You can constrain the user navigation on the map by using one of these constraints:

  • Above terrain or mesh: always keeps the camera at a configurable minimum altitude above the terrain or mesh. This constraint has an effect on a 3D map only. By default, the above-terrain constraint is active, and the above-mesh constraint isn’t.

  • Bounds constraint: always keeps the map within the configured bounds. This constraint has an effect on a 2D map only. By default, there is no bounds constraint.

  • Scale constraint: keeps the map within a defined minimum and maximum scale range. This constraint has an effect on a 2D map only. By default, there is no scale constraint.

MapNavigatorConstraints allows you to configure the constraints. You can set them through the constraints property of MapNavigator.

The constraints only apply when you aren’t manipulating the map camera directly. See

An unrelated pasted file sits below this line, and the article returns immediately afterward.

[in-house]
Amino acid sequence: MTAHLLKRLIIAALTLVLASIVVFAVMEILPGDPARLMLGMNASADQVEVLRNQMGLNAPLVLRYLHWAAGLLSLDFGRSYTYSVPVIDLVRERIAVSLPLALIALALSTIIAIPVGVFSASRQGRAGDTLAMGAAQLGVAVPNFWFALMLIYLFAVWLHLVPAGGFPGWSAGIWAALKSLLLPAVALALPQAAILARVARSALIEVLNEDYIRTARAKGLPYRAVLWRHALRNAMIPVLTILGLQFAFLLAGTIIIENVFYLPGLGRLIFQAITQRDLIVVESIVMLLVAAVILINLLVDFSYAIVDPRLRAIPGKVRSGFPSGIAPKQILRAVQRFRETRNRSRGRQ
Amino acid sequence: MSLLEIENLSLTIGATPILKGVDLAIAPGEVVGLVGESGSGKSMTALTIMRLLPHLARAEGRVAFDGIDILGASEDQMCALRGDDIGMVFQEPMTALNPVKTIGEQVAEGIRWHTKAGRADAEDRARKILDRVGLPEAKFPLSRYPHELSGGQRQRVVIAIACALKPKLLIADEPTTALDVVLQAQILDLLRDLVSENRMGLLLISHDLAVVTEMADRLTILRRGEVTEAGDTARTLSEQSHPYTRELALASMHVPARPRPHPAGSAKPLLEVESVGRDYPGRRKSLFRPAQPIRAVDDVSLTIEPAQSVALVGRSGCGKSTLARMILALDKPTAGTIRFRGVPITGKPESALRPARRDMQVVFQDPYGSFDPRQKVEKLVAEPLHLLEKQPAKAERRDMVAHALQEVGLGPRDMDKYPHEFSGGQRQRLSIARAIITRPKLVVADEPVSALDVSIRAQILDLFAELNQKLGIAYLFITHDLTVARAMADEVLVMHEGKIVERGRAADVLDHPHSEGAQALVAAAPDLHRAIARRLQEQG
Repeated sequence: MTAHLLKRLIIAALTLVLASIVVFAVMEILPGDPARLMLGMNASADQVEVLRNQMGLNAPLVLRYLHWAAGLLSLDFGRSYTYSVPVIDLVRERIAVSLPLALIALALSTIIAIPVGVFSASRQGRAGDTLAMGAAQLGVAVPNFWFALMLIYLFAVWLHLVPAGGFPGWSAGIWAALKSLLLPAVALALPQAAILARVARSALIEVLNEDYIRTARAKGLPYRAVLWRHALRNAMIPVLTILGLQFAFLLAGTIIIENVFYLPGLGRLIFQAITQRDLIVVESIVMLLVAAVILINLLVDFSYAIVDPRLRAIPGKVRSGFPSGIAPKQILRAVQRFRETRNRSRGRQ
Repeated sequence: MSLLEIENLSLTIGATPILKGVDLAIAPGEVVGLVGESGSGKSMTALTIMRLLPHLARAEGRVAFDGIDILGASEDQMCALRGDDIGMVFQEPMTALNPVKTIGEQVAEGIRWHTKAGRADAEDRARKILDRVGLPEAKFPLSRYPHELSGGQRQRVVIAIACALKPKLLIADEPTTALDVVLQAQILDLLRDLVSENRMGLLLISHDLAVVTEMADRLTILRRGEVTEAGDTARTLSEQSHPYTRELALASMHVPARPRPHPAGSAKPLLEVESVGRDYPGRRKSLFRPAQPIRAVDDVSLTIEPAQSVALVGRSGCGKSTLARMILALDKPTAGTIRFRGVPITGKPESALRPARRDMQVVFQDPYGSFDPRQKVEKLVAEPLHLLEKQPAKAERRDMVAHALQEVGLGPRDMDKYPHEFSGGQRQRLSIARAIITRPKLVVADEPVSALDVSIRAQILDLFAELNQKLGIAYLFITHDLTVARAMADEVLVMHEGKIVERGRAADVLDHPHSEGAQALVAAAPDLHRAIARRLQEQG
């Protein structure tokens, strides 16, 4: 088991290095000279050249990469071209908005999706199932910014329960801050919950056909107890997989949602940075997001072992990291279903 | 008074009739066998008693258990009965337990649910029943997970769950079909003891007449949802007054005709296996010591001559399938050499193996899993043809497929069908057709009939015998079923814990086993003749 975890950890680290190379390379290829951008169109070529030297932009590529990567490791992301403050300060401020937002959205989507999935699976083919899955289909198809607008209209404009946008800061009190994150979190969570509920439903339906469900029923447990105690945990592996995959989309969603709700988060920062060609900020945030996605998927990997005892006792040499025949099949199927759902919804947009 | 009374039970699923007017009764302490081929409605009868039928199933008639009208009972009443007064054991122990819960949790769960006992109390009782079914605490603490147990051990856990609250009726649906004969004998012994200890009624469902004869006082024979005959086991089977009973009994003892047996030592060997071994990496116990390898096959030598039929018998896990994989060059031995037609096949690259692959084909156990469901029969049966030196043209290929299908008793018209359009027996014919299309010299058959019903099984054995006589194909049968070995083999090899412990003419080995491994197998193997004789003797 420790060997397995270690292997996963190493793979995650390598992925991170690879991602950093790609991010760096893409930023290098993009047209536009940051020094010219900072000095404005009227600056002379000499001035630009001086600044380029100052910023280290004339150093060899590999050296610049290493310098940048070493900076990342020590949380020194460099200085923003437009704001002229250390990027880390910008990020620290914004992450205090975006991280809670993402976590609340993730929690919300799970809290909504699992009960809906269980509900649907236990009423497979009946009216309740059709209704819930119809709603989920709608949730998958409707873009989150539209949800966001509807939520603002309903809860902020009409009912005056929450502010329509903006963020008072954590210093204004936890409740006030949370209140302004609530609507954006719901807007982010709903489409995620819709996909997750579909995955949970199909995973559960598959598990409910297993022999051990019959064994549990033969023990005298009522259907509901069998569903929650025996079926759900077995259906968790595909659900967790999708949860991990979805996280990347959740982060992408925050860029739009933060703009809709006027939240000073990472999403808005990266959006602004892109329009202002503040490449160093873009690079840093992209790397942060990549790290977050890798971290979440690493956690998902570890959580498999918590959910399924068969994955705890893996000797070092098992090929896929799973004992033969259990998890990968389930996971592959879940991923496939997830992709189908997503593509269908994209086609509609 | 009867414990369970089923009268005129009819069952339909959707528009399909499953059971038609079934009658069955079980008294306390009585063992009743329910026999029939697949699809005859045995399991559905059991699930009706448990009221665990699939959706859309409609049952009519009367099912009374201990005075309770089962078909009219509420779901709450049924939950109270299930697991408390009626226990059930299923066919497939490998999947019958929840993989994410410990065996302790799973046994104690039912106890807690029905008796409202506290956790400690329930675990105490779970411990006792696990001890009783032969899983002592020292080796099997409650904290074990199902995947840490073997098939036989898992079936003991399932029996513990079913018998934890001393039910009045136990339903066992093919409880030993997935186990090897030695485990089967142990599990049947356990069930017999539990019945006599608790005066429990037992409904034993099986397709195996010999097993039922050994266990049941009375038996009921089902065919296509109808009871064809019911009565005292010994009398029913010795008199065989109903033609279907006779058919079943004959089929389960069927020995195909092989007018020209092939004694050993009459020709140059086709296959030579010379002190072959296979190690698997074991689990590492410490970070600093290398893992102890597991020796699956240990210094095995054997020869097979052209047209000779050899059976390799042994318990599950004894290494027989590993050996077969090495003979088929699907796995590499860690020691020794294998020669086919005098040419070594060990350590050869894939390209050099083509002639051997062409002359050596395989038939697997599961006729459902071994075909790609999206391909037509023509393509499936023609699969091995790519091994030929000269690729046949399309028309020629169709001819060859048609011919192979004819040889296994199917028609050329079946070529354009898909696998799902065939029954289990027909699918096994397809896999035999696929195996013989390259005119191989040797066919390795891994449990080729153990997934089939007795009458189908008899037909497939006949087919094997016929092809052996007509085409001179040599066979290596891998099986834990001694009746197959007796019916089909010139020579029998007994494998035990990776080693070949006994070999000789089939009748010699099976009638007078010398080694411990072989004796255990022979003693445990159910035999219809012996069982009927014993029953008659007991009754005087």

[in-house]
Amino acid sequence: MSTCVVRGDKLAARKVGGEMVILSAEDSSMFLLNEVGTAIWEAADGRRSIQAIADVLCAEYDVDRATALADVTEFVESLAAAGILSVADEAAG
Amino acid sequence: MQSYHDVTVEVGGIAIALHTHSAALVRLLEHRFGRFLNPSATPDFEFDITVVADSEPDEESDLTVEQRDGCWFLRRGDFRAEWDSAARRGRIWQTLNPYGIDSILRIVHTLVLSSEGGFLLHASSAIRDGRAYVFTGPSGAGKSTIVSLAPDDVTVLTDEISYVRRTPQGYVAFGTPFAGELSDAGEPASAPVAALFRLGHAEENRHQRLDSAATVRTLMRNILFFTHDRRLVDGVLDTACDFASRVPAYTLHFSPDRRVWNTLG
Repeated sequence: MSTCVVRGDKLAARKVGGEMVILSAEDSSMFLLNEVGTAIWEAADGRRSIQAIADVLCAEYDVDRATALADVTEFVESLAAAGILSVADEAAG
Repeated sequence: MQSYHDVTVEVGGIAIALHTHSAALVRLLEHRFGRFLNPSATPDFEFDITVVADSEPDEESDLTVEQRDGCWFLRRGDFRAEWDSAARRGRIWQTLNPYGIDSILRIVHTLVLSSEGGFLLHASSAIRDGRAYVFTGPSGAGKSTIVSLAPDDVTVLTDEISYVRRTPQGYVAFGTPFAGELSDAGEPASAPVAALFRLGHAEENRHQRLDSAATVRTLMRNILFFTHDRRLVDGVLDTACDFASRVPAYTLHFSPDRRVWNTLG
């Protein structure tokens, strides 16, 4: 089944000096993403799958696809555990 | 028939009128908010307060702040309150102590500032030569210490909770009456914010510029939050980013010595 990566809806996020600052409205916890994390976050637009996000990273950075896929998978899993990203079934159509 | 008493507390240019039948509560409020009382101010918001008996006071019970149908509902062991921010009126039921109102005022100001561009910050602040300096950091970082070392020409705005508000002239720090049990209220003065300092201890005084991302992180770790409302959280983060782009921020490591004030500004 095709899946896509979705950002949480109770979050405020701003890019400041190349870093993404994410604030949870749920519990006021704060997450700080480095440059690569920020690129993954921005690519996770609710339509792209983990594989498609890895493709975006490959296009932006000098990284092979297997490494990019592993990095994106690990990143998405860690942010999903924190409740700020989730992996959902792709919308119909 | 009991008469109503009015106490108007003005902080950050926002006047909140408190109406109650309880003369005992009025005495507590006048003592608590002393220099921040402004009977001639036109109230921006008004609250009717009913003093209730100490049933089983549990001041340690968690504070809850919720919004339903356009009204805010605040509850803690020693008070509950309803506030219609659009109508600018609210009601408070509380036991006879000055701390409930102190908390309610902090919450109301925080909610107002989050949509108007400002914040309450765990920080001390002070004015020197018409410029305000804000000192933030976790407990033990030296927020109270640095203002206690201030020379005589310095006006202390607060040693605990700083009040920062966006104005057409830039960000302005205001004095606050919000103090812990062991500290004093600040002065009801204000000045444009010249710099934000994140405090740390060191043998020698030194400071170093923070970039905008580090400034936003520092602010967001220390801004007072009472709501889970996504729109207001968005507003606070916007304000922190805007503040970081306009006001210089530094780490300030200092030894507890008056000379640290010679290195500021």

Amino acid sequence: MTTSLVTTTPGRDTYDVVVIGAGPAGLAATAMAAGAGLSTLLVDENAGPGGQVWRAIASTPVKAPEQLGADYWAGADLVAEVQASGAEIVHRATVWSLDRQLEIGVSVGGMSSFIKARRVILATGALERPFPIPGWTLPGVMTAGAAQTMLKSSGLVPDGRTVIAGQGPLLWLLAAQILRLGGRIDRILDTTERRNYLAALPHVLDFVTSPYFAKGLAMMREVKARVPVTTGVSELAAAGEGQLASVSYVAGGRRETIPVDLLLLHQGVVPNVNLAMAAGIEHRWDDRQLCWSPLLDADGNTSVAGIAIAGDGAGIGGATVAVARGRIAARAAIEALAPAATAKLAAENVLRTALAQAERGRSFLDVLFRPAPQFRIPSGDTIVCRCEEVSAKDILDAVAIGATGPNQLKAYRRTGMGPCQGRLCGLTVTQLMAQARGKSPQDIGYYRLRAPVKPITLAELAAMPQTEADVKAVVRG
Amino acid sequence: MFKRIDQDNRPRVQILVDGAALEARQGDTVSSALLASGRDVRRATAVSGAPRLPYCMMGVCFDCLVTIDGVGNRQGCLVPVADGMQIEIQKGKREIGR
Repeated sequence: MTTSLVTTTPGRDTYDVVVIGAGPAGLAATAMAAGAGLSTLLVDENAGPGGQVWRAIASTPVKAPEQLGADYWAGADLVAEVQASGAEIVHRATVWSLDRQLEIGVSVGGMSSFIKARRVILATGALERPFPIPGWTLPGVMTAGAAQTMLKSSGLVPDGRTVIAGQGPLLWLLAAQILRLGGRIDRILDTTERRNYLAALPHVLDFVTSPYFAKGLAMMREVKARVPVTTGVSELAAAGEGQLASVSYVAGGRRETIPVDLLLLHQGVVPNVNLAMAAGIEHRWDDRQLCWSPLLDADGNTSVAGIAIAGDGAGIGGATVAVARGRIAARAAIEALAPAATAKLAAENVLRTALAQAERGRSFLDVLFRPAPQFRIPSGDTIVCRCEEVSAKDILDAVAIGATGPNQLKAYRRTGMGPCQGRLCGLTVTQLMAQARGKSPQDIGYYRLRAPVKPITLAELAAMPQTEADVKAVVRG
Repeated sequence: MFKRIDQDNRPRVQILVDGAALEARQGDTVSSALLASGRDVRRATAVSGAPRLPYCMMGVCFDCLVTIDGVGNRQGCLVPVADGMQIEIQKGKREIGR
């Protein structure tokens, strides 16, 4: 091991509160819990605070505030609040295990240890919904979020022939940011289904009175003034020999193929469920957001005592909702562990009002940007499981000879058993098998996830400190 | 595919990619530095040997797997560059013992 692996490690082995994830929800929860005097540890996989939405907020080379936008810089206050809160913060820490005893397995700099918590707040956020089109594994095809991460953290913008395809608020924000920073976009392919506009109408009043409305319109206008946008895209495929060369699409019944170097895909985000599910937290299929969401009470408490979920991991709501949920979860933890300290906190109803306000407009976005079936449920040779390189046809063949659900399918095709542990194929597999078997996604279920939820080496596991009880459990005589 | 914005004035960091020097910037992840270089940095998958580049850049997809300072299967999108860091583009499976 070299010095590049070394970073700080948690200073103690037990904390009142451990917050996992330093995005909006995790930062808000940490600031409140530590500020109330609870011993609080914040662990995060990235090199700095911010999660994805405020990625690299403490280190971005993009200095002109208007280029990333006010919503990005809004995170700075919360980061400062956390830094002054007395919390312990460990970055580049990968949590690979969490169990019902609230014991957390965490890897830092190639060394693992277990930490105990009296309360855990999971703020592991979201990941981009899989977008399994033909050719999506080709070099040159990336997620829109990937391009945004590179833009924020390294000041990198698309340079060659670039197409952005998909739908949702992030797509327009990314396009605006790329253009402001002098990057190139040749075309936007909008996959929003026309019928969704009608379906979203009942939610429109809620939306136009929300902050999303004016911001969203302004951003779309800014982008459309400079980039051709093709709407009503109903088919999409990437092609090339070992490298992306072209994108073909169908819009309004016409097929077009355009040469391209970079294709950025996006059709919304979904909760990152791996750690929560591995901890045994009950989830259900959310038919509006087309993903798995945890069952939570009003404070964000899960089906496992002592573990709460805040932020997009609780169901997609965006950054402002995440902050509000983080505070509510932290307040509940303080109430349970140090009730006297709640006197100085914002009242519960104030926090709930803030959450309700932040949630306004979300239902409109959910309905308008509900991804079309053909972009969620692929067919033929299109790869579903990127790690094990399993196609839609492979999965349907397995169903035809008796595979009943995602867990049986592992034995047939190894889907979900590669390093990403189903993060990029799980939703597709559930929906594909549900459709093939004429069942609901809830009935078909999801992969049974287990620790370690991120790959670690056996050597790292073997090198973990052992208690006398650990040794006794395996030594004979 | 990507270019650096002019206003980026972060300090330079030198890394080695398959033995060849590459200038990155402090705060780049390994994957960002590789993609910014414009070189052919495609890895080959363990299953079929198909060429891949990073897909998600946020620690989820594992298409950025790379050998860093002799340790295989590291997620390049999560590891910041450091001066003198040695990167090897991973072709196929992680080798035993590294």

Program: Changing the constraints of the main camera
  const boundsRef = getReference("EPSG:4326");
  const bounds = createBounds(boundsRef, [-180, 360, -90, 180]);

  map.mapNavigator.constraints = {
    above: {
      terrain: true,
      mesh: false,
      minAltitude: 10

    limitBounds: {
      bounds: bounds,
      padding: {
        top: 1,
        bottom: 1,
        left: 5,
        right: 5

    scale: {
      minScale: 2e-8,
      maxScale: 2e-4
Figure 1. When the bounds constraint is active, a glow appears at the limit of the constraint to signal that the user can’t pan any further.

When you have set both a scale and a bounds constraint, the two constraints may conflict. For example, you set the 'maxScale' constraint to a country level scale, while you set the bounds constraint to the bounds of a city. In such a case, LuciadRIA respect the bounds constraint, and not the maxScale constraint. To prevent such inconsistencies, use either the bounds constraint or the scale constraint to restrict the zooming behavior of the map.

WebGL 2D maps also support map navigation constraints. If you set the bounds constraint, you can’t rotate the map.

On a 3D map, bounds and scale constraints are ignored.